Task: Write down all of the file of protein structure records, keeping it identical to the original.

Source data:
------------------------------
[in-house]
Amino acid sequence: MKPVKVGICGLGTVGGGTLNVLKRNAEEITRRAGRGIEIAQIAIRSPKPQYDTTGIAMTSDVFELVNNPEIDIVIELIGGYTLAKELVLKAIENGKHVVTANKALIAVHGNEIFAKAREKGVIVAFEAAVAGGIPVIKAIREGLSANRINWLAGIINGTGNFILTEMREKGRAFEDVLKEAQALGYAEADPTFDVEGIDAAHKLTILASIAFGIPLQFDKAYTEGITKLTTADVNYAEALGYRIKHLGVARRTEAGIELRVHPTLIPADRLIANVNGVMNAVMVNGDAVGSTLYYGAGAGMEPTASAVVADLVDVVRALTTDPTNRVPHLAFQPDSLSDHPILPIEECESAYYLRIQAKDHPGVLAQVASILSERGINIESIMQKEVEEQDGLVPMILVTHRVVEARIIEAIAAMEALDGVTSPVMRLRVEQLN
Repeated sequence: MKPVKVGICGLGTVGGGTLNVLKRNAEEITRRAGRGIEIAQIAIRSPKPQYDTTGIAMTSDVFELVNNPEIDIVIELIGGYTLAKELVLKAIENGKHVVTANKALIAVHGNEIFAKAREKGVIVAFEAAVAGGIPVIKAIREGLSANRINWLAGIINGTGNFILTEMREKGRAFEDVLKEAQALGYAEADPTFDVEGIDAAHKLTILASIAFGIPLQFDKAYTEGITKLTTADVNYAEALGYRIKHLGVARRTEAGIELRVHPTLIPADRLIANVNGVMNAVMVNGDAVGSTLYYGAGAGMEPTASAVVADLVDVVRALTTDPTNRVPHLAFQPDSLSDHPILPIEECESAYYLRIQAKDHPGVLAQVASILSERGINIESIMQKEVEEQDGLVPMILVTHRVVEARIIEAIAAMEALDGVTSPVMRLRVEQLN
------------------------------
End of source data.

[in-house]
Amino acid sequence: MKPVKVGICGLGTVGGGTLNVLKRNAEEITRRAGRGIEIAQIAIRSPKPQYDTTGIAMTSDVFELVNNPEIDIVIELIGGYTLAKELVLKAIENGKHVVTANKALIAVHGNEIFAKAREKGVIVAFEAAVAGGIPVIKAIREGLSANRINWLAGIINGTGNFILTEMREKGRAFEDVLKEAQALGYAEADPTFDVEGIDAAHKLTILASIAFGIPLQFDKAYTEGITKLTTADVNYAEALGYRIKHLGVARRTEAGIELRVHPTLIPADRLIANVNGVMNAVMVNGDAVGSTLYYGAGAGMEPTASAVVADLVDVVRALTTDPTNRVPHLAFQPDSLSDHPILPIEECESAYYLRIQAKDHPGVLAQVASILSERGINIESIMQKEVEEQDGLVPMILVTHRVVEARIIEAIAAMEALDGVTSPVMRLRVEQLN
Repeated sequence: MKPVKVGICGLGTVGGGTLNVLKRNAEEITRRAGRGIEIAQIAIRSPKPQYDTTGIAMTSDVFELVNNPEIDIVIELIGGYTLAKELVLKAIENGKHVVTANKALIAVHGNEIFAKAREKGVIVAFEAAVAGGIPVIKAIREGLSANRINWLAGIINGTGNFILTEMREKGRAFEDVLKEAQALGYAEADPTFDVEGIDAAHKLTILASIAFGIPLQFDKAYTEGITKLTTADVNYAEALGYRIKHLGVARRTEAGIELRVHPTLIPADRLIANVNGVMNAVMVNGDAVGSTLYYGAGAGMEPTASAVVADLVDVVRALTTDPTNRVPHLAFQPDSLSDHPILPIEECESAYYLRIQAKDHPGVLAQVASILSERGINIESIMQKEVEEQDGLVPMILVTHRVVEARIIEAIAAMEALDGVTSPVMRLRVEQLN